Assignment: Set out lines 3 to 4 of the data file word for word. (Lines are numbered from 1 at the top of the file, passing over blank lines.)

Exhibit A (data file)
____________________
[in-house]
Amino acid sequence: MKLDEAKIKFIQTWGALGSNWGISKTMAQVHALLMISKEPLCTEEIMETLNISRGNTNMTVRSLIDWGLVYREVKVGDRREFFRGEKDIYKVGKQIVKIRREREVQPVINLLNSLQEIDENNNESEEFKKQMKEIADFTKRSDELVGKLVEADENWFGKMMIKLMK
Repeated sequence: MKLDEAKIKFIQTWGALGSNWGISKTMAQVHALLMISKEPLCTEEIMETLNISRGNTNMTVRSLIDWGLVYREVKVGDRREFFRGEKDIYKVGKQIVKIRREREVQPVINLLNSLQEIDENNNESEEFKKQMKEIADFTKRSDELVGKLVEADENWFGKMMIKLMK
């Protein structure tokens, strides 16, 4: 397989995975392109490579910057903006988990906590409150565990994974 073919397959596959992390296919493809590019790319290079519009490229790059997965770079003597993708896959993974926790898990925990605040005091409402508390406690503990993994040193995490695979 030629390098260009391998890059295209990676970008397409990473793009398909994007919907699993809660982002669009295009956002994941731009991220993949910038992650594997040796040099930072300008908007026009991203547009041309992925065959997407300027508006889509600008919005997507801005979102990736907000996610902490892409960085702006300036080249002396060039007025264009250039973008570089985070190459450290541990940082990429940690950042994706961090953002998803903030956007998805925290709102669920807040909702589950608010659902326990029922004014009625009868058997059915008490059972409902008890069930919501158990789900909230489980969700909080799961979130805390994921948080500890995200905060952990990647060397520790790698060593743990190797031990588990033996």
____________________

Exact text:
Repeated sequence: MKLDEAKIKFIQTWGALGSNWGISKTMAQVHALLMISKEPLCTEEIMETLNISRGNTNMTVRSLIDWGLVYREVKVGDRREFFRGEKDIYKVGKQIVKIRREREVQPVINLLNSLQEIDENNNESEEFKKQMKEIADFTKRSDELVGKLVEADENWFGKMMIKLMK
């Protein structure tokens, strides 16, 4: 397989995975392109490579910057903006988990906590409150565990994974 073919397959596959992390296919493809590019790319290079519009490229790059997965770079003597993708896959993974926790898990925990605040005091409402508390406690503990993994040193995490695979 030629390098260009391998890059295209990676970008397409990473793009398909994007919907699993809660982002669009295009956002994941731009991220993949910038992650594997040796040099930072300008908007026009991203547009041309992925065959997407300027508006889509600008919005997507801005979102990736907000996610902490892409960085702006300036080249002396060039007025264009250039973008570089985070190459450290541990940082990429940690950042994706961090953002998803903030956007998805925290709102669920807040909702589950608010659902326990029922004014009625009868058997059915008490059972409902008890069930919501158990789900909230489980969700909080799961979130805390994921948080500890995200905060952990990647060397520790790698060593743990190797031990588990033996």